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There are mommy blogs for moms of babies, toddlers, school-aged children, teens, service men and woman, moms of the empty nest, and moms with empty arms. I try and blog about every stage. My children currently range in age from 20 years to 5 months. I have been around the block. I have seen a lot. I refuse to say I have seen it all. The minute you say “I have seen it all,” you find your two-year-old and three-year-old pouring maple syrup into a violin.
And we all have hopes and dreams for our parenting journey. And I am no expert.But I do have some advice to give you.
1. Never say you have seen it all.
2. Never say never.
3. Do not criticize another parent or their child lest you are fully prepared to experience the full wrath of Karma.
4. There is nothing that can prepare you to parent a 13-year-old.
non com·pos men·tis ˌnän ˌkämpəs ˈmen(t)əs/
adjective 1. not sane or in one’s right mind.
This is the definition of a 13-year-old child.
I have had three full tours of duty. I am currently on day 169 of my 4th tour.
We are fully aware the next time we face this stage with our young son, my husband will be 55. I will be 53. We don’t expect our age or seasoned parenting to spare us in any form.
There is just no way to know what to expect, or how to manage. It is a roller coaster ride.
There is one well-known lie in the parenting gig – “terrible two’s.” Two has nothing on three. I think the term “terrible two” is just popular. Granted, two is hard. All of the sudden your sweet baby starts to try your patience, but three. Three is like nothing you ever imagined. And then you cross that finish line. You are done. You breathe a sigh of relief.
You think you are sitting pretty until the dreaded teen years. I have had easy teens and hard teens. I can tell you about those seasons.
But I feel it is more important that I streamline.
There is no easy 13-year-old.
On the night before our beloved Sophie turned 13 my husband and I prayed, paced, cried, and prayed some more. We knew when she went to bed that night she would undergo a change while she slept. And for the next 365 days, we would live with sunshine, rain, blizzards, tsunamis, and warm summer breezes.
It is impossible to prepare for this kind of weather.
In the same way, you can’t prepare for your child to turn 13. You can’t know what to expect. You can’t fathom the psychosis.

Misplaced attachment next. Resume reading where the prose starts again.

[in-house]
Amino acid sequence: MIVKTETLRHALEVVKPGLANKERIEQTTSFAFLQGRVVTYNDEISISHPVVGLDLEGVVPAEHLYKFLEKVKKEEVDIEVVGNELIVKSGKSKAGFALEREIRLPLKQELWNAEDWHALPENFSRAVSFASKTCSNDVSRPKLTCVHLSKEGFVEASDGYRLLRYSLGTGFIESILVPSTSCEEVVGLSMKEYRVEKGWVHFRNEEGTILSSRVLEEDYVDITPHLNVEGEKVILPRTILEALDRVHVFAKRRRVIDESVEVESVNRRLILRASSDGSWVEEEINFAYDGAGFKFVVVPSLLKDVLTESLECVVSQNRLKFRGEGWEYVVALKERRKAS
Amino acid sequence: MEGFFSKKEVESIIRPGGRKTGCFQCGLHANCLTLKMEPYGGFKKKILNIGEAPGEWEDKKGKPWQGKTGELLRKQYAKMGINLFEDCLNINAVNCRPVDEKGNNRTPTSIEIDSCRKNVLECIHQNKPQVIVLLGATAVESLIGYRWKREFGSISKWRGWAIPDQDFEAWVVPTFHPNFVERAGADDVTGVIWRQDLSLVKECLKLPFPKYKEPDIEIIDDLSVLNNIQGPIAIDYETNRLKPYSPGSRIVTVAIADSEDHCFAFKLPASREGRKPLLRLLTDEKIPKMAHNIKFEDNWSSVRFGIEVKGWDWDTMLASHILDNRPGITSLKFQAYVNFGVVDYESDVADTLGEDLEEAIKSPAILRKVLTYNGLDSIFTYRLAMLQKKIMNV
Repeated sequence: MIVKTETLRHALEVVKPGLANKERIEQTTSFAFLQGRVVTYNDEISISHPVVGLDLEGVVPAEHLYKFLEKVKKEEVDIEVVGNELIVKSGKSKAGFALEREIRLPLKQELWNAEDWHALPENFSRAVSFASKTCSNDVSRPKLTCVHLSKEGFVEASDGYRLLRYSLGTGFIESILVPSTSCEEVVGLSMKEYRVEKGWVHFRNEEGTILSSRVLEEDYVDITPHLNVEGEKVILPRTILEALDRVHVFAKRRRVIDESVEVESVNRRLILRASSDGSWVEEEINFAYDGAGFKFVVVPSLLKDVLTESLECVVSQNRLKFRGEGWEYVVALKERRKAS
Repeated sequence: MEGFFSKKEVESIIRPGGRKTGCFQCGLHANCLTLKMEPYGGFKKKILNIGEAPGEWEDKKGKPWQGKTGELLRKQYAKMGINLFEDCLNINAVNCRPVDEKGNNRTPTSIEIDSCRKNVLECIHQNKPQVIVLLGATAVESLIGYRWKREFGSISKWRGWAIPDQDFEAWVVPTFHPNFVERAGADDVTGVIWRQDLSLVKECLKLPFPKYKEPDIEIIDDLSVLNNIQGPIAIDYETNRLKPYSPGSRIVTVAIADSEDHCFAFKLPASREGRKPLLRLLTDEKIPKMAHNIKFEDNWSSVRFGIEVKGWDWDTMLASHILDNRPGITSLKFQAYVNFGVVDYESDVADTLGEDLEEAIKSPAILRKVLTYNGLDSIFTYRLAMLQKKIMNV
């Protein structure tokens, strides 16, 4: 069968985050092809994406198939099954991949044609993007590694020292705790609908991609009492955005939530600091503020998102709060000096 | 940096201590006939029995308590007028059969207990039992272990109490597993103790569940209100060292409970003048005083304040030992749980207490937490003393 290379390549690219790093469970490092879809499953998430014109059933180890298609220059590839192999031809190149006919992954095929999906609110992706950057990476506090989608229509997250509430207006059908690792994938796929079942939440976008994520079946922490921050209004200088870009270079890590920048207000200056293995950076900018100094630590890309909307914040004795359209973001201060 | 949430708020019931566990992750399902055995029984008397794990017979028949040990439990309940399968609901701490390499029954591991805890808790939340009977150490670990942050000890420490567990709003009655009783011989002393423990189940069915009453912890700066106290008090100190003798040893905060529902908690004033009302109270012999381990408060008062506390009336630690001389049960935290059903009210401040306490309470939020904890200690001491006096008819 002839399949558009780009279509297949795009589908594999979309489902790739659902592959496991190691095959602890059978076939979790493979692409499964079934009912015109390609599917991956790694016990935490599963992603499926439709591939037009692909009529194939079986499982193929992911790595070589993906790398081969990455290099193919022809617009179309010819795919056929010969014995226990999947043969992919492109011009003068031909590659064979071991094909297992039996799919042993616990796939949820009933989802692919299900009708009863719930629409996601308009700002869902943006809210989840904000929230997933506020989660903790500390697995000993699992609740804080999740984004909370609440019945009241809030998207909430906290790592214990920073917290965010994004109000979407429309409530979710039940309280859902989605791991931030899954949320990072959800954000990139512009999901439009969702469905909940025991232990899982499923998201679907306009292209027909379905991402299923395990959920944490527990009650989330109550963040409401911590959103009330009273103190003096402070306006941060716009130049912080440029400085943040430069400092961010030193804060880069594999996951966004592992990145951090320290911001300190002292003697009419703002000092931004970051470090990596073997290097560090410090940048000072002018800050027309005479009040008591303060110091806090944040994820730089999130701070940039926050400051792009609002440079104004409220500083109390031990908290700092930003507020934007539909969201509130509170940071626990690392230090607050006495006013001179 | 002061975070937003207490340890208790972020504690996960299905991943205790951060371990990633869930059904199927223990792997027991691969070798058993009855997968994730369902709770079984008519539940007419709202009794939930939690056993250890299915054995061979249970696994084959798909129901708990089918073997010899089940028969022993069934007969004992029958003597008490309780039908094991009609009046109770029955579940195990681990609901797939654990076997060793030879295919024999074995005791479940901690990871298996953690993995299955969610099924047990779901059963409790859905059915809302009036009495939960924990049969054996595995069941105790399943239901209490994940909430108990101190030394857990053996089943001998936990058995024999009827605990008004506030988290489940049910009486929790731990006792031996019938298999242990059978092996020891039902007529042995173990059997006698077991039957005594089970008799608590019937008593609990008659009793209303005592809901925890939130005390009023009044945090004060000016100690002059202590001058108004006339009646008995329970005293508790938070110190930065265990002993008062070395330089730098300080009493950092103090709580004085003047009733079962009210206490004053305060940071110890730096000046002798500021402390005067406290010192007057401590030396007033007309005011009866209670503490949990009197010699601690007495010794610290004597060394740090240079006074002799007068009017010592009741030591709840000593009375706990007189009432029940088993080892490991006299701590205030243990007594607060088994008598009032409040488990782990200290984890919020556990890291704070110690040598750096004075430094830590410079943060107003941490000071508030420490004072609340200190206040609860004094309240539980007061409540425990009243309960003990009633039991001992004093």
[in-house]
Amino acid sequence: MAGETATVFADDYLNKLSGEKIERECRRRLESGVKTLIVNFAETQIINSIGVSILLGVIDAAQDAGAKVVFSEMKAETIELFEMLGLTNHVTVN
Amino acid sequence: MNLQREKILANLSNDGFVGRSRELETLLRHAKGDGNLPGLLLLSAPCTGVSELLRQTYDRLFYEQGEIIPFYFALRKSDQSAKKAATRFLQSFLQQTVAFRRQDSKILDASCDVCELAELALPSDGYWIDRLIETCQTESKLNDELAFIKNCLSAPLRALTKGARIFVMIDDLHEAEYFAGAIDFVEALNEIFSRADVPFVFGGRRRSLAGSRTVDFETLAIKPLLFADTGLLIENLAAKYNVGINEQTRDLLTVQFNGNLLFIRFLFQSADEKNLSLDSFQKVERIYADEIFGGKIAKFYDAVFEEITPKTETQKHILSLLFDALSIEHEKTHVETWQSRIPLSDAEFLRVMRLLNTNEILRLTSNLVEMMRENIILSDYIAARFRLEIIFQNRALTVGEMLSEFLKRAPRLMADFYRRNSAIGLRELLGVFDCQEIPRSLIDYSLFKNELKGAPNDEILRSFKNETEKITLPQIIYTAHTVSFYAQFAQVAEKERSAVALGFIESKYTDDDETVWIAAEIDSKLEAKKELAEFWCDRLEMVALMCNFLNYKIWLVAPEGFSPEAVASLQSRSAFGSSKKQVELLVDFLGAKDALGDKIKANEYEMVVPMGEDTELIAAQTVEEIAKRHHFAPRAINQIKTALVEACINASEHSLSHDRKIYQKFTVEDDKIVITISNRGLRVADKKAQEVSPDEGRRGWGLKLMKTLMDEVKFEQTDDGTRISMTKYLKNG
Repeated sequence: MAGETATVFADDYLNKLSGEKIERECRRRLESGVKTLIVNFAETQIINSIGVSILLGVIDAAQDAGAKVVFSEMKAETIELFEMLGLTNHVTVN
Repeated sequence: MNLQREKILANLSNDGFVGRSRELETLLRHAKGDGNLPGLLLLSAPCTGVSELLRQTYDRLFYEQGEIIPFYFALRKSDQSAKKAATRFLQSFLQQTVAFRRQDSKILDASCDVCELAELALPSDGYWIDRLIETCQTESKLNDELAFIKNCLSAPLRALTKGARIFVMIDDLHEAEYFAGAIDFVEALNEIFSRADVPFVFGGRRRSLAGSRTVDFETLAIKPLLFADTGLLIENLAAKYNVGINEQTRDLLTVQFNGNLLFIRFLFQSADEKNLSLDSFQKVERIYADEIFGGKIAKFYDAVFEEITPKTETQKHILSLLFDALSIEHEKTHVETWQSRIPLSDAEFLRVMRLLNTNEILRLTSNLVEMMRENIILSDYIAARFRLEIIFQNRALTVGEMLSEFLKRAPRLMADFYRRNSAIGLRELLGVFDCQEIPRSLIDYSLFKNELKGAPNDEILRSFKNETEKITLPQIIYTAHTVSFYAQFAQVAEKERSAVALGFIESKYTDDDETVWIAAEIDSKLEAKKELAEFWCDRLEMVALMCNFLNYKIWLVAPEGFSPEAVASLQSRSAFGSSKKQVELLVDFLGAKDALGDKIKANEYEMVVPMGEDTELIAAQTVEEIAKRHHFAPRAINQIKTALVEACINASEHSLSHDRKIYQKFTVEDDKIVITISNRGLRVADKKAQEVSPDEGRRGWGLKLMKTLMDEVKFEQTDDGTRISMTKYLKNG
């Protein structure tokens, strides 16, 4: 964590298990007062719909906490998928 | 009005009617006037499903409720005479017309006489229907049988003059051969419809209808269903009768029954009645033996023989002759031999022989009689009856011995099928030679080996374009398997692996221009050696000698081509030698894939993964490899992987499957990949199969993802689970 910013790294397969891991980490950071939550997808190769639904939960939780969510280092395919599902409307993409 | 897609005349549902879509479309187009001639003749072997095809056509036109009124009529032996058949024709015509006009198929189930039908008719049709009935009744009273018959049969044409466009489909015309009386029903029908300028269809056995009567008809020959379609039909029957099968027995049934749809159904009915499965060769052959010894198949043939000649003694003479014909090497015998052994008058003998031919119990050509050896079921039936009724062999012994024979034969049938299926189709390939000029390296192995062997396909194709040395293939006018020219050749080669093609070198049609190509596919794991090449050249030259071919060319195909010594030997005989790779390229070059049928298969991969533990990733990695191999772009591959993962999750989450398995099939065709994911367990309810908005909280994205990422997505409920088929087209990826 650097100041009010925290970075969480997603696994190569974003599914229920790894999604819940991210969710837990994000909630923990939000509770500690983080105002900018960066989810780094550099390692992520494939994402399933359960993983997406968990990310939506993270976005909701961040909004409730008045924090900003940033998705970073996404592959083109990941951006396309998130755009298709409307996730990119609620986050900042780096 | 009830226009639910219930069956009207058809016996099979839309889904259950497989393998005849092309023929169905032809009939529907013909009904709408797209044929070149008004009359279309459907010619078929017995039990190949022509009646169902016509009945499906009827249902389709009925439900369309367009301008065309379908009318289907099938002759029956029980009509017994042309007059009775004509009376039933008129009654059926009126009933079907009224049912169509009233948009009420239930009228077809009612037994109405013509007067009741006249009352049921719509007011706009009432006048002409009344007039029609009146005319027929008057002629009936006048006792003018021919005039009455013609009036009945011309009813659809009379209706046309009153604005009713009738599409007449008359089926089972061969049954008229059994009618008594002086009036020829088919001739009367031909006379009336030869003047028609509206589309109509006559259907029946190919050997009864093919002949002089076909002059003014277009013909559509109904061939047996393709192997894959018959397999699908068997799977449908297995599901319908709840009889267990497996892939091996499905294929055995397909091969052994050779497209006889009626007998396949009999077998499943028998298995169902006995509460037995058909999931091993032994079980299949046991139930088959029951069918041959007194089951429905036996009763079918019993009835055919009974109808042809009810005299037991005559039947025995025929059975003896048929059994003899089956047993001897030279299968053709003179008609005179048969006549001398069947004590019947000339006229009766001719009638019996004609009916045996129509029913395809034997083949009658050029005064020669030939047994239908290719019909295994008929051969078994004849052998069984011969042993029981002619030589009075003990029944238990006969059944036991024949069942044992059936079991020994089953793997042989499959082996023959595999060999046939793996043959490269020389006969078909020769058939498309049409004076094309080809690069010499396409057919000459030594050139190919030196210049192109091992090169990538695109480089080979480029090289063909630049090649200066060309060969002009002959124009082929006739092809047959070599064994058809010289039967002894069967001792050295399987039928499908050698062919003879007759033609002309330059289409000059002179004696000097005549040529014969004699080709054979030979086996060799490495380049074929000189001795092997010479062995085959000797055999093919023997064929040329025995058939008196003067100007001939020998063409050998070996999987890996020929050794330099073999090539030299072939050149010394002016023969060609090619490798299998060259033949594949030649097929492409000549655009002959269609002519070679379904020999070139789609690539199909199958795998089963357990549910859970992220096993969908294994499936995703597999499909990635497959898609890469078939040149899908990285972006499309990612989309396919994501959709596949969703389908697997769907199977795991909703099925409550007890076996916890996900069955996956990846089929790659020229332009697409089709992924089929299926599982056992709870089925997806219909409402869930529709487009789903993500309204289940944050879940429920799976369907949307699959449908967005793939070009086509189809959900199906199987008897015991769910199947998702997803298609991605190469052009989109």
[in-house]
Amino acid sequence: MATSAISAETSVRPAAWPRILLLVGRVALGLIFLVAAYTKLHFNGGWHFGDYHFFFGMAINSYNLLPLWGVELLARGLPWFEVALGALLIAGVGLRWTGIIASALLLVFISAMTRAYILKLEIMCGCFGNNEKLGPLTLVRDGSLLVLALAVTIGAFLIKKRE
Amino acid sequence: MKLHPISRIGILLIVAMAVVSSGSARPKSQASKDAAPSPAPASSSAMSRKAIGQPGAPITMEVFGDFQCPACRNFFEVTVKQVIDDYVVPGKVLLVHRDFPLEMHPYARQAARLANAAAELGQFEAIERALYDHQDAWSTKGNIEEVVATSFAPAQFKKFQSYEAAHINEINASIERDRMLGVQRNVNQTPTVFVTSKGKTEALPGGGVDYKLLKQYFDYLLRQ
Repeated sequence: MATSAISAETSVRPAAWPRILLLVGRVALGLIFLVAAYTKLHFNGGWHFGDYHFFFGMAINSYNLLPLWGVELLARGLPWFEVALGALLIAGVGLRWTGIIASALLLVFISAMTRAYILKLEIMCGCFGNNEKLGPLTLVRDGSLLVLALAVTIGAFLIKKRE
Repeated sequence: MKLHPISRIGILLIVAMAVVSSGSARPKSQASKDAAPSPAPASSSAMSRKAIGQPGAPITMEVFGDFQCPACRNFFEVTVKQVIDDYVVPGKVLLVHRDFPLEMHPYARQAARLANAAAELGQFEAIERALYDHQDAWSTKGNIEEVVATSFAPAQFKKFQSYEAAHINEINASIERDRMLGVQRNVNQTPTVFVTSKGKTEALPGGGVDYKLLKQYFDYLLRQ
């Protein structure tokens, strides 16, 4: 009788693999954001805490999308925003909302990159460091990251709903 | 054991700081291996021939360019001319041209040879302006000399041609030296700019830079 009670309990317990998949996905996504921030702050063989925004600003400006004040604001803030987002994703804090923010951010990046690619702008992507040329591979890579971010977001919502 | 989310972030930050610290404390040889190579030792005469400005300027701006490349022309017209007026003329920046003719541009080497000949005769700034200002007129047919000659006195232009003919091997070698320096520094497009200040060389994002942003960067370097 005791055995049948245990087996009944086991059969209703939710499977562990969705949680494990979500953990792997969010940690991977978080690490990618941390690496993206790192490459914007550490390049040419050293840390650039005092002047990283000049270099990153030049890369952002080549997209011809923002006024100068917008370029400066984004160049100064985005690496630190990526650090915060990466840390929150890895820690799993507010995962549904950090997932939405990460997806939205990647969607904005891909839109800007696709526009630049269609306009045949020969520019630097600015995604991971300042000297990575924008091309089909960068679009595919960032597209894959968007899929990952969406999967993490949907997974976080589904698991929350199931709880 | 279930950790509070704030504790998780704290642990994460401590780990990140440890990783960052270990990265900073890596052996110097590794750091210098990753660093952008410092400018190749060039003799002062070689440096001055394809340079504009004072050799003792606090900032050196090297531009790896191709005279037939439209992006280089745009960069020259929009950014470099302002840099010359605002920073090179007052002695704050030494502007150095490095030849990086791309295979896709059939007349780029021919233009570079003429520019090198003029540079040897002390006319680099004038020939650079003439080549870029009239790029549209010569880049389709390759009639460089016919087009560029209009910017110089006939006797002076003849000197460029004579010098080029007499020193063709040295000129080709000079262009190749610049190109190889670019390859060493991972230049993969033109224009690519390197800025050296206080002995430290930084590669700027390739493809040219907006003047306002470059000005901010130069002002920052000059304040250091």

A few weeks ago I picked Sophie up from school. She entered the car, and I immediately saw she was downcast.
Me: What’s wrong?
Me: Oh you seem sad?
Sophie: I am fine.
I let it go. We get home, and she has a snack.
Me: Could you please take your laundry upstairs?
Sophie: (bursts into tears) WHY ARE YOU YELLING AT ME???
Me: I wasn’t yelling? (calm nurturing voice, NO SUDDEN MOVEMENTS)
Sophie: You are constantly yelling!
Me: Ok… (Back away from the sharp objects) would you like to go to my room and talk about what you’re feeling?
Sophie: (barks) SEE? You just can’t let it go! I don’t want to talk!
Me: Why don’t you lay down until you are ready to talk.
Sophie: OH SURE! Go lay down. That doesn’t help the fact that you refuse to listen to me. I need to talk, and you tell me to lay down?
I walk away. I recommend walking away. It is the only rational response. Two hours later, Sophie is doing dishes, singing praise and worship music. Thirty minutes later she is crying because she’s out of shampoo. An hour later, she is reading books to her toddler brothers in a picturesque fashion likened to a Norman Rockwall painting.
12 minutes before bed, another day in the tour nearly behind us, there is a door slamming fit that involves mismatched socks, something about bangs being back in style, a missing sour apple Jolly-Rancher, a misplaced protractor for a geometry class she won’t take until her sophomore year in high school, and the bellows of how no one listens or understands.
And so, we took her phone.
Further investigation affords us the knowledge that the coalition of thirteen-year-olds she confides in rallies in her plight with the aforementioned psychotic outburst and, we are in fact “crazy and unreasonable.” And “imho” she deserves better.
We are seasoned. We shouldn’t be surprised or confused. But we are. We have never experienced the level of lunacy that we are now faced with because, it is never the same. No thirteen-year-old will perform at the same level of insanity or intensity as any 13-year-old before or after them.
So why do I tell you this if it does not prepare you or teach you?
1. There are a few tidbits that might help. You can choose now to embrace the loss of a year of your life. No vacation. No reprieve. Survival. Consider some marriage counseling. Avoid sudden, quick movements. And by all means focus on crossing the finish line. As quickly as the thirteen-year-old morphed on the morning of their birthday, they emerge on the morning of their 14th birthday better, new.
2. Be nice to 7th and 8th-grade teachers. Take them lattes and slip them M&Ms. Don’t complain to them, certainly never question them. Ever. They make their living in the chaos that is the apocalypse of childhood and surging hormones. In the confines of this axis, they boldly tread not ever knowing what to expect or when to expect it. They are a master of the trade, even if they are lousy at it, they are better than you.
There is a reason we fear Friday the 13th, and why there is no 13th floor in high rise buildings. Thirteen is no joke. The year of non com·pos men·tis is the year you get your parenting wings. May God be with you….See you on the otherside Sophie A. Rose.
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